KYSO Flash
Knock-Your-Socks-Off Art and Literature
Issue 7: Spring 2017
Tanka Prose: 242 words

But Now We Are Many

by Jenny Angyal
on the mountain
fire in the mind
ashes ashes
we all fall down

The Smokies: ridge beyond ridge of ancient mountains, wrapped in a soft blue haze of rain and the moist outbreath of trees. The highest peaks are temperate rain forest, mossy and dripping. But now the picture changes...because the climate changes. Hot smoke replaces the gentle mist as fire consumes the forest, tinder-dry after months of heat and drought. Crown fires leap from treetop to treetop. High winds drive a firestorm through Gatlinburg, trapping people in their homes where they burn to death. Several days have passed and children are still missing. The Appalachian Trail smolders.

from distant wildfires
fills my lungs...
I dream of the blue planet,
one seed sprouting in ash

Pollen grains tell stories. Drifting like gold dust on a cold wind, grass pollen sifts into lakes, to be buried in mud for 20,000 years. Grass pollen tells of an Ice-Age Europe covered with open steppes where forests should have grown—the climate favored trees, not grasses. But layers of ash tell stories, too—the story of fires that burned the forests, fires set by Paleolithic hunter-gatherers who transformed their world long before the first factory smokestacks began to spew their plumes of ash and deadly gases.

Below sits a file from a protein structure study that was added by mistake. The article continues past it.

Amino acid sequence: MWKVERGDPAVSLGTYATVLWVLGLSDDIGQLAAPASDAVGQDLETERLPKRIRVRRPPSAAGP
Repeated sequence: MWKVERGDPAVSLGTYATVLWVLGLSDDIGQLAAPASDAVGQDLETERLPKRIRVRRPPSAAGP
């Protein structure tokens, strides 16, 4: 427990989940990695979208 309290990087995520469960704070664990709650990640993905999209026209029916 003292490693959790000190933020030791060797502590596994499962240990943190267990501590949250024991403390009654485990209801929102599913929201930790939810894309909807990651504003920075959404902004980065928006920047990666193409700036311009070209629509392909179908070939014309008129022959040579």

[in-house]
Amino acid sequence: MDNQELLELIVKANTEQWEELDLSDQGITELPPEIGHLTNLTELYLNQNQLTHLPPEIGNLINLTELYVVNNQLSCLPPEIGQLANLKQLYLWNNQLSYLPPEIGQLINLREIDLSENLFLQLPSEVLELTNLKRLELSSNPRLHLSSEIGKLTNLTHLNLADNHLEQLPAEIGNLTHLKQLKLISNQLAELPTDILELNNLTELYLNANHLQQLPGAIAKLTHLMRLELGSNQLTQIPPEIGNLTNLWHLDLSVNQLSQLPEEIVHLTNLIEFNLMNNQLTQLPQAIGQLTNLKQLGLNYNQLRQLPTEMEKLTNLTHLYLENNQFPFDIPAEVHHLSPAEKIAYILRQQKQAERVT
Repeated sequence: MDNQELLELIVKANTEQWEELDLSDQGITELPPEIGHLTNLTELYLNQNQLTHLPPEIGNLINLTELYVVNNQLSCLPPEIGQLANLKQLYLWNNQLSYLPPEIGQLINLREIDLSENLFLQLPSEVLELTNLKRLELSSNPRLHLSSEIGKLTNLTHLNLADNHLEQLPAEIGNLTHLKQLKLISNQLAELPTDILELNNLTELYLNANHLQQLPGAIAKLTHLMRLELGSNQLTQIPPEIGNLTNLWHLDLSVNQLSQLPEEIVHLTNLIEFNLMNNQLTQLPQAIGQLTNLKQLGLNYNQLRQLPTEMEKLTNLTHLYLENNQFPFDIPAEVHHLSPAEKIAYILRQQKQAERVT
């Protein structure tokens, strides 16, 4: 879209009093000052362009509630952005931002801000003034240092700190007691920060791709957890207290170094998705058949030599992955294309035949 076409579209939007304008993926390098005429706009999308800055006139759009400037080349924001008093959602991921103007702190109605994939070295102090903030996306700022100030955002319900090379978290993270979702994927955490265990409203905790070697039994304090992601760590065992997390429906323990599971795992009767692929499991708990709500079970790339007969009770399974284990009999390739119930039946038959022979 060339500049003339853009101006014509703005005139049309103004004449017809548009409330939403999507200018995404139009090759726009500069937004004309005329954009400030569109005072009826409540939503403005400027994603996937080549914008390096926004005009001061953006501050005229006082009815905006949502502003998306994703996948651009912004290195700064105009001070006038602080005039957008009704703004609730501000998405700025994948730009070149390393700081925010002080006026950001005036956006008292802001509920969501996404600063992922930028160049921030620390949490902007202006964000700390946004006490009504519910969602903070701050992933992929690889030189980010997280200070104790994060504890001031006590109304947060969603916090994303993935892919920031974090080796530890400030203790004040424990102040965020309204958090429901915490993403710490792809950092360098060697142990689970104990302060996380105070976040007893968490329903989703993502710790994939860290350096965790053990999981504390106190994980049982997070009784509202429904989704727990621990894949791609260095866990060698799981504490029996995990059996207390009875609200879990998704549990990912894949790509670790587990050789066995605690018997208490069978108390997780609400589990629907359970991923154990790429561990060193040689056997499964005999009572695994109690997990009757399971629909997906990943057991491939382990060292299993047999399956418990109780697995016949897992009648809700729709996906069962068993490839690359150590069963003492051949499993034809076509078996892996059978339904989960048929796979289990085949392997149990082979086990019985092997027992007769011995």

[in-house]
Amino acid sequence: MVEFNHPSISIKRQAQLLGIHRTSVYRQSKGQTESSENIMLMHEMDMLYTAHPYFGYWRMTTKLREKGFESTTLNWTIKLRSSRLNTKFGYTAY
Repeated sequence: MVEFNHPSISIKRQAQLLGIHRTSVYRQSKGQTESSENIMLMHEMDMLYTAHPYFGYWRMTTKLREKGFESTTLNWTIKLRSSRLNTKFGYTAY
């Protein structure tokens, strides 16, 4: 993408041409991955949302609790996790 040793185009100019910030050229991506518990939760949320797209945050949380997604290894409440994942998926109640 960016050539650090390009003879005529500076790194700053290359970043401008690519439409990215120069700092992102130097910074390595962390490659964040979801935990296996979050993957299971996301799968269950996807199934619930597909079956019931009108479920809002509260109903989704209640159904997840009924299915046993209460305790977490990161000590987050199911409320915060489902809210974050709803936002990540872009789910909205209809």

from a stone-age campfire
scorch the map
crumpled in my hand
a dusty oak leaf


Finalist, KYSO Flash “One Life, One Earth” Writing Challenge

Jenny Angyal
Issue 7, Spring 2017

grew up wandering woods and fields in Connecticut and wrote her first poem at the age of five. After attending a one-room schoolhouse, she spent a number of years studying and writing about biology, and a number more teaching nonverbal children how to communicate. She lives on a small organic farm in Gibsonville, North Carolina, with her husband and one Abyssinian cat. She began writing tanka in 2008 and finds it to be the perfect vehicle for exploring the relationship between the landscapes that lie within and without. Moonlight on Water, her debut collection of tanka, tanka sequences, and tanka prose, was released by Skylark Publishing in August 2016.

The poet’s blog: The Grass Minstrel

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